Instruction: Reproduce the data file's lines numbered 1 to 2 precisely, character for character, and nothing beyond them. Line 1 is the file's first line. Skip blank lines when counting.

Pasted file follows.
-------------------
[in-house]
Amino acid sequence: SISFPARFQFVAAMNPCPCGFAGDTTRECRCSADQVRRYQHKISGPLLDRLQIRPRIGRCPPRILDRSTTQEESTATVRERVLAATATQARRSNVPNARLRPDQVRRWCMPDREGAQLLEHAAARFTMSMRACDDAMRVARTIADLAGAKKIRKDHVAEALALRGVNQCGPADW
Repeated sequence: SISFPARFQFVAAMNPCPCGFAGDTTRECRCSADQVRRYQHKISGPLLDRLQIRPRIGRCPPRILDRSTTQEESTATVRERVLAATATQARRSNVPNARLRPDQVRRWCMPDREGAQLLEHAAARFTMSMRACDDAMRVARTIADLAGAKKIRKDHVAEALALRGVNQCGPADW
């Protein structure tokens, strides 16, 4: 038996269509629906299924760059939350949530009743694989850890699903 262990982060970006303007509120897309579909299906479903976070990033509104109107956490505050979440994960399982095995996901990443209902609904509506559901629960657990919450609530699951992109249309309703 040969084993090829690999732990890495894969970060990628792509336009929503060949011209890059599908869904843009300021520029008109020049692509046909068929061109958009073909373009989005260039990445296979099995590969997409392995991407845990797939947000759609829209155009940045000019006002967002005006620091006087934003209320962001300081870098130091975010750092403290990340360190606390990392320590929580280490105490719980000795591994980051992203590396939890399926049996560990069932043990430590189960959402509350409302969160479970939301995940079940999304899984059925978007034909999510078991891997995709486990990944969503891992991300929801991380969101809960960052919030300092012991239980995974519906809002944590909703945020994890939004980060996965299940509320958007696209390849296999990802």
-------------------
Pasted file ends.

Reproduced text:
[in-house]
Amino acid sequence: SISFPARFQFVAAMNPCPCGFAGDTTRECRCSADQVRRYQHKISGPLLDRLQIRPRIGRCPPRILDRSTTQEESTATVRERVLAATATQARRSNVPNARLRPDQVRRWCMPDREGAQLLEHAAARFTMSMRACDDAMRVARTIADLAGAKKIRKDHVAEALALRGVNQCGPADW